Human Resources Management in China Research Paper by Neatwriter

Human Resources Management in China
A look at why the Japanese have failed to implement a successful method of human resources management in China.
# 59746 | 11,295 words | 19 sources | MLA | 2005 | US

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This paper explains Japanese human resource management in China and looks at several hypotheses as to why the Japanese have been unsuccessful in adapting their own style of management to the Chinese culture and society. The paper then looks at possible solutions to the dilemma based upon lessons learned from the cultural/business guru, Geert Hofstede, and North American and European entrants into the Chinese marketplace.

Introduction and Statement of the Problem
The Problem
Hypothesis 1
Hypothesis 2
Hypothesis 3
Review of the Literature
Japanese Management in the U.S. and Canada
Japanese Management in the People's Republic of China
Chinese Indigenous Management
The Case Study: Nokia
How to Succeed in China

From the Paper:

"Any attempt to quantify, or even qualify, the activities of Japanese human resources managers in the People's Republic of China-especially in contrast to the way Japanese human resources managers behave at home-offers abundant pitfalls. While an extensive survey might possibly shed some light on the differences, if any, it would also point out the first of many problems in attempting to gather that sort of information: Chinese managers (not to mention the rank and file) are generally reluctant to fill out forms, a leftover from a time when it was simply safer to know nothing, say nothing and do nothing (Bruton & Chan 2000, p. 4). Therefore, the Chinese side of the story would necessarily be skewed. As for the Japanese side, it is unlikely, with the powerful Japanese emphasis on loyalty to the company (not to mention the fact of working for one company virtually for life), it unlikely that any responses from that population group would be devoid of inconsistencies. In short, with the complex societal expectations in both of those cultures, and the fact that change in the People's Republic of China is exceedingly rapid at the moment, a survey seems like an unreliable way to shed light on the differences between Japanese management at home, and Japanese management in the People's Republic of China. Far more accessible are the numerous studies of Japanese management in Japan and in other, more easily investigated nations: the U.S., Canada, and even other Asian nations that have been open to western commerce for much longer, and that have not had an almost complete lack of independent enterprise for the better part of a century."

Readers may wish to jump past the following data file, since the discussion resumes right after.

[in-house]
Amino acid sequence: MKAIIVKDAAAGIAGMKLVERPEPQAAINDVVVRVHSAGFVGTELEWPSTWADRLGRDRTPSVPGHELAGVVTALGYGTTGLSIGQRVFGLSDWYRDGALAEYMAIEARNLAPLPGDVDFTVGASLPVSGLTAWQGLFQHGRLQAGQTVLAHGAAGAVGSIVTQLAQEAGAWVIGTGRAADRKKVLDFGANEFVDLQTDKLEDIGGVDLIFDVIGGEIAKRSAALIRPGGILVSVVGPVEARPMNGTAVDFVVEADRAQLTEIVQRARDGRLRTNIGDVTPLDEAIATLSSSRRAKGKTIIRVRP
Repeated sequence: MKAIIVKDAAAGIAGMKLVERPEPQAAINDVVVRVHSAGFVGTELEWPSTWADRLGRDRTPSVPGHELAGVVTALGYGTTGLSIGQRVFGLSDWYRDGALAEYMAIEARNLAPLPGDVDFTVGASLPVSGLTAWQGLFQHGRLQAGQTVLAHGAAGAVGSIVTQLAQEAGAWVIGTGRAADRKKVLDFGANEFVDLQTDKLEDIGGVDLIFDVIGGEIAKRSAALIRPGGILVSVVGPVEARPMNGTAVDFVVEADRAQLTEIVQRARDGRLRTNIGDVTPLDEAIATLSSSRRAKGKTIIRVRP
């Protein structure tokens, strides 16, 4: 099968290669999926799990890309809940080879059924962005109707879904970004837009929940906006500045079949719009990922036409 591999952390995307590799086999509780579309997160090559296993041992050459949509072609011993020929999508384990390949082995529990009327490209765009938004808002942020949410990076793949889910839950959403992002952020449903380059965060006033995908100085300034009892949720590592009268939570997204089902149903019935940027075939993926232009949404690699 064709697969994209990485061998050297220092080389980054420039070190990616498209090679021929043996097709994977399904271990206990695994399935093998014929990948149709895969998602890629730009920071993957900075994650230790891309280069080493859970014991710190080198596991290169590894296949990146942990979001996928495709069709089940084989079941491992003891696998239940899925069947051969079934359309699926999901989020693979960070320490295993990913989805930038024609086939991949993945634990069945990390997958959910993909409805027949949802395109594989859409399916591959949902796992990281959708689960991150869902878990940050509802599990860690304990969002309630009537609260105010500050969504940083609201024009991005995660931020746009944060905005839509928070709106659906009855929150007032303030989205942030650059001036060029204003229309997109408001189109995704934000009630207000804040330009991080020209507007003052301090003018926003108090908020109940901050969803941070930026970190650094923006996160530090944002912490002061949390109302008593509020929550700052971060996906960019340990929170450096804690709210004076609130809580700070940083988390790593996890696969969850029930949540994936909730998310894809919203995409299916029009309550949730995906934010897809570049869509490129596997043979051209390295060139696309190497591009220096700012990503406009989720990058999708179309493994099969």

Cite this Research Paper:

APA Format

Human Resources Management in China (2005, June 29) Retrieved July 12, 2020, from

MLA Format

"Human Resources Management in China" 29 June 2005. Web. 12 July. 2020. <>